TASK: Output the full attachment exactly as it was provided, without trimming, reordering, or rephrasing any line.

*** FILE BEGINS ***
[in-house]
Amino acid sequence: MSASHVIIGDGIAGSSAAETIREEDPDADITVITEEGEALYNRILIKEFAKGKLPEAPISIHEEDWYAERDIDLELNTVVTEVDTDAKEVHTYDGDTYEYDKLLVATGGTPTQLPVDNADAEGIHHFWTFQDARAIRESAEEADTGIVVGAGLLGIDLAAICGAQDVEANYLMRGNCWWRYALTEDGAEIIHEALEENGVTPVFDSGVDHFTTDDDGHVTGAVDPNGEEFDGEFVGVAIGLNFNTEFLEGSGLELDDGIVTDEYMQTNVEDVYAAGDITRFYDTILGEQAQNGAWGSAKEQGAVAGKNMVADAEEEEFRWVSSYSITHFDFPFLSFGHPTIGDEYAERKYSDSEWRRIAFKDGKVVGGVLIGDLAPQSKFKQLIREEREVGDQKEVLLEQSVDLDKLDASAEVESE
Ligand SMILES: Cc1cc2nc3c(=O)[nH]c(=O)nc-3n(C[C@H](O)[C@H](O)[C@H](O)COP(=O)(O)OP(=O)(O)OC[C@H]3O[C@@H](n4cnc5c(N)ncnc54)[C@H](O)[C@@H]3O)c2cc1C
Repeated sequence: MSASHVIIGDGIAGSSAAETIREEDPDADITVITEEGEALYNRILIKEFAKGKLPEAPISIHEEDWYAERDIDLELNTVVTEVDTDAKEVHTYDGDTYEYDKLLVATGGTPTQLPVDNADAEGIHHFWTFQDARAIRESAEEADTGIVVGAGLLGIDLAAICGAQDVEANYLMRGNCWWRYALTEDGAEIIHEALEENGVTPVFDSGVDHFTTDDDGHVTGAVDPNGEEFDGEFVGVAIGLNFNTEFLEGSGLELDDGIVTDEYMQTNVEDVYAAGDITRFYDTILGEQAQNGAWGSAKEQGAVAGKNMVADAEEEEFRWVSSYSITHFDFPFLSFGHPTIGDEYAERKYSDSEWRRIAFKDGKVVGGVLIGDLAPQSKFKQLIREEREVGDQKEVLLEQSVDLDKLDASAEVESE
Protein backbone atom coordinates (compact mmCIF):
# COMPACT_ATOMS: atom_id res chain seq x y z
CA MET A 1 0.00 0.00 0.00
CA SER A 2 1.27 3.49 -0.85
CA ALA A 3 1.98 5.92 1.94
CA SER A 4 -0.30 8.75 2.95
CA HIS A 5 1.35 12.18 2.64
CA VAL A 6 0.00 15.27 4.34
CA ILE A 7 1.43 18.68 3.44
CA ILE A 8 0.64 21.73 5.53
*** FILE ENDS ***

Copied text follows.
[in-house]
Amino acid sequence: MSASHVIIGDGIAGSSAAETIREEDPDADITVITEEGEALYNRILIKEFAKGKLPEAPISIHEEDWYAERDIDLELNTVVTEVDTDAKEVHTYDGDTYEYDKLLVATGGTPTQLPVDNADAEGIHHFWTFQDARAIRESAEEADTGIVVGAGLLGIDLAAICGAQDVEANYLMRGNCWWRYALTEDGAEIIHEALEENGVTPVFDSGVDHFTTDDDGHVTGAVDPNGEEFDGEFVGVAIGLNFNTEFLEGSGLELDDGIVTDEYMQTNVEDVYAAGDITRFYDTILGEQAQNGAWGSAKEQGAVAGKNMVADAEEEEFRWVSSYSITHFDFPFLSFGHPTIGDEYAERKYSDSEWRRIAFKDGKVVGGVLIGDLAPQSKFKQLIREEREVGDQKEVLLEQSVDLDKLDASAEVESE
Ligand SMILES: Cc1cc2nc3c(=O)[nH]c(=O)nc-3n(C[C@H](O)[C@H](O)[C@H](O)COP(=O)(O)OP(=O)(O)OC[C@H]3O[C@@H](n4cnc5c(N)ncnc54)[C@H](O)[C@@H]3O)c2cc1C
Repeated sequence: MSASHVIIGDGIAGSSAAETIREEDPDADITVITEEGEALYNRILIKEFAKGKLPEAPISIHEEDWYAERDIDLELNTVVTEVDTDAKEVHTYDGDTYEYDKLLVATGGTPTQLPVDNADAEGIHHFWTFQDARAIRESAEEADTGIVVGAGLLGIDLAAICGAQDVEANYLMRGNCWWRYALTEDGAEIIHEALEENGVTPVFDSGVDHFTTDDDGHVTGAVDPNGEEFDGEFVGVAIGLNFNTEFLEGSGLELDDGIVTDEYMQTNVEDVYAAGDITRFYDTILGEQAQNGAWGSAKEQGAVAGKNMVADAEEEEFRWVSSYSITHFDFPFLSFGHPTIGDEYAERKYSDSEWRRIAFKDGKVVGGVLIGDLAPQSKFKQLIREEREVGDQKEVLLEQSVDLDKLDASAEVESE
Protein backbone atom coordinates (compact mmCIF):
# COMPACT_ATOMS: atom_id res chain seq x y z
CA MET A 1 0.00 0.00 0.00
CA SER A 2 1.27 3.49 -0.85
CA ALA A 3 1.98 5.92 1.94
CA SER A 4 -0.30 8.75 2.95
CA HIS A 5 1.35 12.18 2.64
CA VAL A 6 0.00 15.27 4.34
CA ILE A 7 1.43 18.68 3.44
CA ILE A 8 0.64 21.73 5.53